Email Optimization

Everything You Know About Email Content Filtering is Wrong

Posted by Tonya Mitchell on

You’ve spent hours developing what you think is the perfect email content.  It looks great.  It tells the story you intended.  And that subject line?  Genius!  You’re sure it’s going to generate the ROI you want and hit the button to deploy the message to your subscribers.  But wait…what happened?  Why is your message being filtered as spam?

Back in the early days of email people thought getting delivered to the inbox was all about content.  Today, we know that isn’t true.  When it comes to your email being filtered, the Return Path Sender Reputation Report identified the following key factors ISPs consider:  IP Reputation, Infrastructure and Content.

Today’s spam content filters take a more holistic view of your message.  Spam filters now consider the type of message being sent and whether or not information in the body of your email as well as the subject could be considered spam to help determine if the message should be rejected.  Filters “learn” this information over time based on the spammy versus legitimate mail it has seen come through its system.  They also consider the feedback from the end users regarding whether or not messages have been marked as spam.  So while content filtering may only come into play 17% of the time, it’s still valuable to understand the various types of spam filters where your message could get caught.

There are major three levels of enterprise spam filtering:  hosted, gateway and desktop.   Hosted spam filters are companies that have developed a proprietary method of using content and reputation metrics to identify spam versus legitimate mail.  Since these spam filters have a large book of clients using their service, they have a broader scope of information to use in their decision making process to determine whether to deliver to the inbox, spam or quarantine folder, or to block it completely.  Hosted spam filters can include technology that is integrated by vendors directly into their own products.   Examples of hosted spam filters include Brightmail, Cloudmark, MessageLabs, and Postini.  According to our latest benchmark report, these hosted spam filters only delivered email to the inbox 86% of the time.  Some of these hosted spam filters are more difficult than others to pass through.  Postini is the most challenging filter with only 47.55% of emails being delivered as you can see in the table below.

Filter Inbox Spam Missing
Mailtrust 82.02 16.76 1.23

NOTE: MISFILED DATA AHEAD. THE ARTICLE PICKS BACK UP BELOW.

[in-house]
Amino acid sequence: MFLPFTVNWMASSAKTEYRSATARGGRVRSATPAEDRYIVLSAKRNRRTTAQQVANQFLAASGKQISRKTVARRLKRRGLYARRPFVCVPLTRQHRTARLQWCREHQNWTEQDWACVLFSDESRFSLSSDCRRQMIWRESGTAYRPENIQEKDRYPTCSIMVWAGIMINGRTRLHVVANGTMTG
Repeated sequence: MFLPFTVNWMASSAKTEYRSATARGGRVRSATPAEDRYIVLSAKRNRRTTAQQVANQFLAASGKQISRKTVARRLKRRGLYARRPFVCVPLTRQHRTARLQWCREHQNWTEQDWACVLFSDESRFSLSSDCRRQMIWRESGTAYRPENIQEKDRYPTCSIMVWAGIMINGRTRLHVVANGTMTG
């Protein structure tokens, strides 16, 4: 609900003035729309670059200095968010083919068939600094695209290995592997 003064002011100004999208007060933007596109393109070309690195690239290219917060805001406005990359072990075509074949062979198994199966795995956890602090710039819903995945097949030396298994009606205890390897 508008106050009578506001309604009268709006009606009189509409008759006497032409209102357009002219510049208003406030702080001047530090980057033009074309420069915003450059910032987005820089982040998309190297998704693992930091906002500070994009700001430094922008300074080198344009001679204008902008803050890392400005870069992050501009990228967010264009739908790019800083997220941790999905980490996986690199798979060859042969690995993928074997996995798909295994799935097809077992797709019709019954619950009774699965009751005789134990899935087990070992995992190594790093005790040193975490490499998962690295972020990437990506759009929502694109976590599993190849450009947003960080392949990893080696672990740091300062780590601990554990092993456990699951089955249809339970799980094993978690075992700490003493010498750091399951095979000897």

MessageLabs 85.02 14.34 0.63
Postini 47.55 52.23 0.22
Brightmail 98.36 1.29 0.35

Gateway spam filters are physical servers with software that are installed at the border of a company’s network.  All mail attempting to come into your company must pass through this “gate” before it can enter your system.  This spam filter is learning what it deems as spam based on all the email coming into your company, thus having less email to learn from than the hosted spam filter.  Examples of a gateway spam filter include IronPort and Barracuda.

The desktop spam filter lives on the end users computer.  It is highly customizable by the individual so is often seen as one of the more difficult filters to pass through.    An example of a desktop spam filter is Outlook.  Outlook uses Microsoft’s anti-spam filter SmartScreen, which also looks at reputation, to help filter email.  SmartScreen uses the feedback from Windows Live Hotmail users to help distinguish legitimate emails from spam.

While the triggers for each content spam filter can vary, the following are some best practices to help reduce your chances of getting caught in the various content spam filters:

Rule Out Reputation. Most of the filters mentioned above also measure IP reputation.  You should first verify that your issues aren’t due to IP reputation first before testing content:

Return Path Sender Score:


Microsoft SmartScreen:




Test, test, test. Testing message content in a pre-deployment tool such as Return Path’s Campaign Preview can identify potential spam filter issues to you prior to deploying to your subscribers.  Once you identify that your content is being flagged by spam filters, you should continue testing to isolate what is causing the issues, such as subject lines, URLs/links, text and images.  Content testing can be a time consuming process as you’ll want to test the various message components separately until you identify what is passing and failing the spam filter.  Also, check to see if any of your URLs are on URL blacklists, like URIBL and SURBL.